on nature relation,
radical rest, self care, slow life,
well being, and becoming whole
I've been doing some serious bird watching over the past month and the focus has been directly outside my bedroom window. What I'm discovering is that humans and birds are not so different when it comes to sense of community and the places we call home. We all become comfortable with our sense of security; knowing we have a safe place to sleep, raise our babies and find protection from the elements. We live in neighborhoods and often know who lives in which house- so do the birds. I've learned they even have a Neighborhood Watch Program. We structure and plan our lives to be just so and become attached to what we think we know to be true. And in a single day, we might watch, as what we had, shatters into tiny pieces.. What if like the birds, we could become friends with uncertainty and the unknown, and follow the natural rhythms of nature, finding a sense of safety and peace in what we have yet to discover?
When I bought my cottage three years ago, there was a little bonus "bird cottage" just below my bedroom window. One day I caught sight of a striking red-headed woodpecker who spent most of his days tapping away at the oak tree, just above the creek, in the meadow. The bird's home base was the little nesting box on my house. Two months later the woodpecker disappeared and my new tenants arrived, two fat starlings. They settled in and before too long, their first clutch of babies was born. For the past three years, I've been awakened in the early morning hours to the hungry chirping of baby birds being fed by both mama and daddy. The starlings raised at least two clutches of babies each year, over the past three years..
In late January, when we had unseasonably warm weather, I was startled to hear the sounds of new babies being fed one early morning. My immediate response was, "Oh no! it's too early. The babies won't make it". The next day, a wild rain and wind storm rattled Ashland. Trees were down all over the city; creeks jumped their banks- including the one flowing through my meadow. I checked out my window each day and there was no sign of mama, daddy or baby birds- gone! I wasn't sure if the parents evacuated their babies or just fled the storm and left them there to die. There wasn't a peep from the bird house and I saw no sign of the starlings after the storm.. They had fled to safety.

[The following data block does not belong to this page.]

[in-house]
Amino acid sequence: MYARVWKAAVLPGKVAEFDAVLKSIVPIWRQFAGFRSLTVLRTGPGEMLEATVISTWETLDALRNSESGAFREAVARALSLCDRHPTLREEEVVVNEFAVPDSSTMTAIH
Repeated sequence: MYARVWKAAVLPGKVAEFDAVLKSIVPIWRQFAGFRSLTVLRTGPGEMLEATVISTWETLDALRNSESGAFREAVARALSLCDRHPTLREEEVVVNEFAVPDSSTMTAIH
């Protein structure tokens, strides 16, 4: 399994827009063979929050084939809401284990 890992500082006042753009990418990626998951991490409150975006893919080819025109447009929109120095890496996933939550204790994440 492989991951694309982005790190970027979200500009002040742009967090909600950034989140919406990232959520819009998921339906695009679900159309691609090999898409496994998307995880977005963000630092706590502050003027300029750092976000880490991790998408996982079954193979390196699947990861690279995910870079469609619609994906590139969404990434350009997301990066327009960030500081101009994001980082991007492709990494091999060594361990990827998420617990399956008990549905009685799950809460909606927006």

One month ago, I awakened early to cacophony and loud squawking next to my bedroom window. Two stellar jays, two crows, a couple of scrub jays and some junkos were anxiously hopping and flitting from branch to branch in the old oak tree next to the house. The jays were flying like dive bombers towards my window and making a point of hitting the bird house. It was quite a scene that I couldn't figure out. What I did understand though, was that the birds were involved in a unified effort. They were on a mission.
Later that day, returning from a hike, I was walking past the meadow and saw a reddish-brown screech owl, planted inside the bird house with her head popping out. She was asleep in the warm afternoon sun. I immediately understood the ruckus of the morning; the meadow birds were collaborating to chase out a predator. The owl was potentially a threat not only to mice and ground critters, but to the birds and their babies as well.
The following morning was a repeat of the previous one, but this time more birds were squawking, flitting about and diving at the bird house. After a few hours, it ended and the birds went back to their routines. The next day, the starling pair arrived. I hadn't seen them since the big storm in January. My sense was that the other birds relayed information to the starlings that they had better come and take care of the owl before the owl takes care of somebody's babies. The starlings have been here every morning for the past month, alternating sitting on the roof of the nesting box and sitting in the oak tree singing beautiful songs. One sits on top of the nesting box and gingerly pokes it's head down towards the small hole that serves as the entrance to the bird house. Next, it flies to the front of the house, holds on to the little entry hole and carefully peeks inside, just enough to see, but to not get its head bitten off
Since I hadn't seen the owl since the first siting, I was curious as to if she was still occupying the house. I thought perhaps the starlings had repossessed the house. Then, the weather turned quite warm this week. I was sleeping with my window open two nights ago and was awakened to the sounds of, "whoo, whoo, whoo". I quietly went to the window to peek and just as I placed my nose on the screen, the dark figure of the owl popped out of the house and swooped down to the creek. Once the owl had swooped. I continued to hear the little sounds of, "whoo, whoo, whoo" coming from the nest box...babies- screech owl babies.